Header graphic for print

Food Safety News

Breaking news for everyone's consumption

Was Egg Farm Aware of Salmonella Before Outbreak?

According to congressional investigators, Wright County Egg, the Iowa company at the center of a half billion egg recall tied to more than 1,500 cases of Salmonella, had received hundreds of positive tests for the bacteria since 2008.

Documents released yesterday reveal that between 2008 and 2010 the company had received 426 positive test results for Salmonella contamination at its egg facilities, 73 of which were “potentially positive” for Salmonella enteritidis, the strain of the bacteria linked to the multistate outbreak.

The House Energy and Commerce Committee sent a letter yesterday to the company’s owner, Austin “Jack” DeCoster, asking that he come prepared to explain why his company’s facilities tested positive, what actions his company took to address the contamination, and whether the positive results were shared with the U.S. Food and Drug Administration or other federal or state food safety officials.

DeCoster is scheduled to testify in a hearing on the egg recall the committee is hosting next week, along with Orlando Bethel, president of Hillandale Farms of Iowa, the second company involved in the egg recall, and Michael Taylor, deputy commissioner for foods at FDA. DeCoster is likely to face tough questions from lawmakers, especially in light of his long history of violating health, safety, animal cruelty, and environmental laws. According to a company spokesperson, DeCoster has agreed to cooperate with lawmakers during the hearing.
    
The full text of the letter and dozens of environmental sample reports, are available on the committee’s website here

© Food Safety News
  • Maybe some were broken and pasteurized as there is laboratory evidence that the strain of salmonella enteritidis that caused the Bullock’s Bar-B-Que outbreak in late April was identical to a strain found at Wright County Egg. See http://www.newsobserver.com/2010/08/20/637008/illness-at-bullocks-traced-to.html.

  • Jess C. Rajan, Ph.D.

    In the 1990s, a salmonella surveillance program for pasteurized egg products was transferred from the USDA’s Agricultural Marketing Service (AMS) to the USDA Food Safety and Inspection Service (FSIS). The AMS marketing regulations and procedures were then copy/pasted from the 7 CFR into the 9 CFR. Therefore, the FSIS (9 CFR) regulations still specify the USDA marketing agency’s organizational structures (e.g. AMS Grading Branch and AMS Science Division) and procedures.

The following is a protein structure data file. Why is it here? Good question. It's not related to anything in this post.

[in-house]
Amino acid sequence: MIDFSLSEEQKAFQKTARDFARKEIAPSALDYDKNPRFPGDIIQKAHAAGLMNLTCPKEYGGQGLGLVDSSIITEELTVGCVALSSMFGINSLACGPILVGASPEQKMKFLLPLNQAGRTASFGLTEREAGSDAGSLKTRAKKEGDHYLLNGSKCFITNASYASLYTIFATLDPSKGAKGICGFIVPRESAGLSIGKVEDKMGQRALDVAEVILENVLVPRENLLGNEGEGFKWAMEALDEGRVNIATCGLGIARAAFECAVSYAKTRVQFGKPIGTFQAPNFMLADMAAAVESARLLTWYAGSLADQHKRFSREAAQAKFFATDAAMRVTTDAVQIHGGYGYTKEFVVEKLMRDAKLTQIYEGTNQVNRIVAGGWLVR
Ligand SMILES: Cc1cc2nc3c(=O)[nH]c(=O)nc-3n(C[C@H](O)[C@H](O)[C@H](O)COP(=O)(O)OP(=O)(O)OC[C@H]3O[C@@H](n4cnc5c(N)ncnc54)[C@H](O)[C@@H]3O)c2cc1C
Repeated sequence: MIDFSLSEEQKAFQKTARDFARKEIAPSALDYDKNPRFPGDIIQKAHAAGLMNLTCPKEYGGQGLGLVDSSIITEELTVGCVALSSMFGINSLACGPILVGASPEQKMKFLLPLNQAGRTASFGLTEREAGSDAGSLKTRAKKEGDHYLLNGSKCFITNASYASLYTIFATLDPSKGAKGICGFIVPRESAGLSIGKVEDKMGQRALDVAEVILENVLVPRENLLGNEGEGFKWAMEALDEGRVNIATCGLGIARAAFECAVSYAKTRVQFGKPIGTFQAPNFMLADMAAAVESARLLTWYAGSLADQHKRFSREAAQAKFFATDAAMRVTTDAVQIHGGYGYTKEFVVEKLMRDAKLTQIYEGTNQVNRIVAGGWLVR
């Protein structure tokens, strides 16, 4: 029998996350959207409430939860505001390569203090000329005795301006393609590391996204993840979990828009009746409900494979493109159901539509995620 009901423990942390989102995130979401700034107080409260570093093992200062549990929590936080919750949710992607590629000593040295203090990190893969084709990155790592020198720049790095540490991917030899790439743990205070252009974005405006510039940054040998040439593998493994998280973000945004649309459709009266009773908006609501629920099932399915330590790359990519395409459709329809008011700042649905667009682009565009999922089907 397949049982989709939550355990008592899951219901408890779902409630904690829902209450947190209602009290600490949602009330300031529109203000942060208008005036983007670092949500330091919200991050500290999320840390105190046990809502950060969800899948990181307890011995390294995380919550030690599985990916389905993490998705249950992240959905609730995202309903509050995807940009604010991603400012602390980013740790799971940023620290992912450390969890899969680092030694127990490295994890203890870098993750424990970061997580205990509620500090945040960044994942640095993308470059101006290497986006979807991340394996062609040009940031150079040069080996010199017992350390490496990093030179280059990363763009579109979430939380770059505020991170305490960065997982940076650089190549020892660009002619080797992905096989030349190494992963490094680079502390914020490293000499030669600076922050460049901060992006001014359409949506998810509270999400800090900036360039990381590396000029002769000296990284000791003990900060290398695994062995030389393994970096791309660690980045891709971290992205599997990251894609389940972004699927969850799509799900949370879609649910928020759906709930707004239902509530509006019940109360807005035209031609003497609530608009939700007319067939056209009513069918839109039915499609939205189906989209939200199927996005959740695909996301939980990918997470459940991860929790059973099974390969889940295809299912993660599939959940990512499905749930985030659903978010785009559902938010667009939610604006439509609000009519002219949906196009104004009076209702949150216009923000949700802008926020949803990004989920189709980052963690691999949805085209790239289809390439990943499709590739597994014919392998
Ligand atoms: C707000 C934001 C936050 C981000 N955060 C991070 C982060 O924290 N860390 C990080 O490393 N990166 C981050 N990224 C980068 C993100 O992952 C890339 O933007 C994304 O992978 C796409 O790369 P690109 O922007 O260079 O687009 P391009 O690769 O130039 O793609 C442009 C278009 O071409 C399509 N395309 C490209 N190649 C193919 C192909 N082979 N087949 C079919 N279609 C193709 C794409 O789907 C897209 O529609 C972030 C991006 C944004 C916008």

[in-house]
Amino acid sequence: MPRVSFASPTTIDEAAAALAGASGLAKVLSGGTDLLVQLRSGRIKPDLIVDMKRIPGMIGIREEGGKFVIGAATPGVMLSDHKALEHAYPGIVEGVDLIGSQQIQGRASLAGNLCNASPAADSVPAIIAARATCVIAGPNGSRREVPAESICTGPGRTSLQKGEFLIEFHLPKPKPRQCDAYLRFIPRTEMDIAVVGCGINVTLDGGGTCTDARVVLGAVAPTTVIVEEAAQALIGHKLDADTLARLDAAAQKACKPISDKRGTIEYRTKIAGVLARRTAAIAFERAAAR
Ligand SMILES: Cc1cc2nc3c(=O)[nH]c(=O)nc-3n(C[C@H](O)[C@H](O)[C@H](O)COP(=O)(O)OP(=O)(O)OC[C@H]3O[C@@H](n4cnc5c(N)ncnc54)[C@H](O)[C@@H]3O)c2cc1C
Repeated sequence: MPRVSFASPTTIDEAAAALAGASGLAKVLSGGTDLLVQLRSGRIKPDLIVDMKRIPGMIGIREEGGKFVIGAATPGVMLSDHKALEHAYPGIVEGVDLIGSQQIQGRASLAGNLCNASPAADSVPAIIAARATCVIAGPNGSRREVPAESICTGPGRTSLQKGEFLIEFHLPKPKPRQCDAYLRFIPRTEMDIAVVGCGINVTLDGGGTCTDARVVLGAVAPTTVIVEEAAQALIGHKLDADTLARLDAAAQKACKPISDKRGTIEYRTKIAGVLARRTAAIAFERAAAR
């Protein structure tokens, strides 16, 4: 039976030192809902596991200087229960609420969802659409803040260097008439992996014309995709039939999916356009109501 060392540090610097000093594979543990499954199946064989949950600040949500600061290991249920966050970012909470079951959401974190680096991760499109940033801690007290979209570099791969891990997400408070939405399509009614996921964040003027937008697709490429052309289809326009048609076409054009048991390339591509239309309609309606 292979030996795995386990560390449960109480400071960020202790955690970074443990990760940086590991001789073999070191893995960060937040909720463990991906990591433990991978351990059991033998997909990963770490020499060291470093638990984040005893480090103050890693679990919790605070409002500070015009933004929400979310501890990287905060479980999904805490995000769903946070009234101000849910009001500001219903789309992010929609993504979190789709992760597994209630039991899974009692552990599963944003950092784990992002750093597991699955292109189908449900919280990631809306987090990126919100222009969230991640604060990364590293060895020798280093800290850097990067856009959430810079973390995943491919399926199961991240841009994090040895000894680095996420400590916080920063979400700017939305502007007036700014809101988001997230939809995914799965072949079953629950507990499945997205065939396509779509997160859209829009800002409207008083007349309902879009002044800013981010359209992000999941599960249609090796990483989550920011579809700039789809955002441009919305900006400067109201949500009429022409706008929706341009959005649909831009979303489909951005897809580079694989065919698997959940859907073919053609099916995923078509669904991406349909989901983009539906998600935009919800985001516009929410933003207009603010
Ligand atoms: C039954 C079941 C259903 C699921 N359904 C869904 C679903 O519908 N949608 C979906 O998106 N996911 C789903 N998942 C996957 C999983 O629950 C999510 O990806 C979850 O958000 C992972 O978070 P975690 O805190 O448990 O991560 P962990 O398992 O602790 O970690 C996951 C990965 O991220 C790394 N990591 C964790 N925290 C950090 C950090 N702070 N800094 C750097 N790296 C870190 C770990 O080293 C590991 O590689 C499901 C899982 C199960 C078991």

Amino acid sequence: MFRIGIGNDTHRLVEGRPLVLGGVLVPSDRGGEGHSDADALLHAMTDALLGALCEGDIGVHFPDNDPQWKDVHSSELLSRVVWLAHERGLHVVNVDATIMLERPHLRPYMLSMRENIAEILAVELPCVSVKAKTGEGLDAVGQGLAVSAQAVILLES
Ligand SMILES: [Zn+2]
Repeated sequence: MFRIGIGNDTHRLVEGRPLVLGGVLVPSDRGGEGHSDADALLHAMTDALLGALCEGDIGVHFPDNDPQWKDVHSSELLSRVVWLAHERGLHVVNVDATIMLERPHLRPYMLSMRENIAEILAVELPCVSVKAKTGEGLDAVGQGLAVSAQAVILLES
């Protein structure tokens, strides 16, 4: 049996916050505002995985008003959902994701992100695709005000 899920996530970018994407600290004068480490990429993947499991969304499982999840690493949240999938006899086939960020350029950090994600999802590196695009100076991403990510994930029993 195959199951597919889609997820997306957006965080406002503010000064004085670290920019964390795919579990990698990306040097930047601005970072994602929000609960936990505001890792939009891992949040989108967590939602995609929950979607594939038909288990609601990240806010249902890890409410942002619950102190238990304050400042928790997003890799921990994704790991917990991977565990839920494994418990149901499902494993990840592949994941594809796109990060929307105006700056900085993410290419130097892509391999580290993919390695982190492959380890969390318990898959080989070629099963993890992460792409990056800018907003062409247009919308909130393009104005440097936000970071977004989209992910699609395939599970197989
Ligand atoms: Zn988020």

9 CFR § 590.580 (b): “To assure adequate pasteurization, pasteurized egg products and heat treated dried egg whites shall be sampled and analyzed for the presence of Salmonellae in accordance with such sequence, frequency, and approved laboratory methods as prescribed by the AMS Science Division Director. The samples of pasteurized egg products and heat treated dried egg whites shall be drawn from the final packaged form.”
    9 CFR § 590.580 (d): “USDA will draw confirmation samples and submit them to a AMS Science Division laboratory at USDA’s expense to determine the adequacy of the plant’s tests and analyses.”
    FSIS Directive 10,230.4 dated 08/06/1996 contains procedural information on the salmonella surveillance program for pasteurized liquid and frozen egg products:
    http://www.fsis.usda.gov/OPPDE/rdad/FSISDirectives/10230-4.pdf
    According to FSIS Directive 8840.1 (06/18/1999) — Enforcement of Refrigeration and Labeling Requirements for Shell Eggs Packed for Consumer Use:
    http://www.fsis.usda.gov/OPPDE/rdad/FSISDirectives/8840-1.pdf
    Role of AMS: “All producer-packers that have more than 3,000 hens and all grading stations are subject to AMS surveillance inspections. Therefore, all plants that are covered by this regulation are covered by AMS surveillance inspection.”
    Role of FSIS: “After AMS notifies an ADME of significant or repeated violations of the refrigeration or labeling regulations at producer-packers or grading stations, the ADME or other appropriate FSIS program employee determines whether follow-up visits to the producer-packers or grading stations are necessary, or whether other action is appropriate.”
    It is not clear how many repeated violations are “significant” for food safety.

  • Maybe some were broken and pasteurized as there is laboratory evidence that the strain of salmonella enteritidis that caused the Bullock’s Bar-B-Que outbreak in late April was identical to a strain found at Wright County Egg. See http://www.newsobserver.com/2010/08/20/637008/illness-at-bullocks-traced-to.html.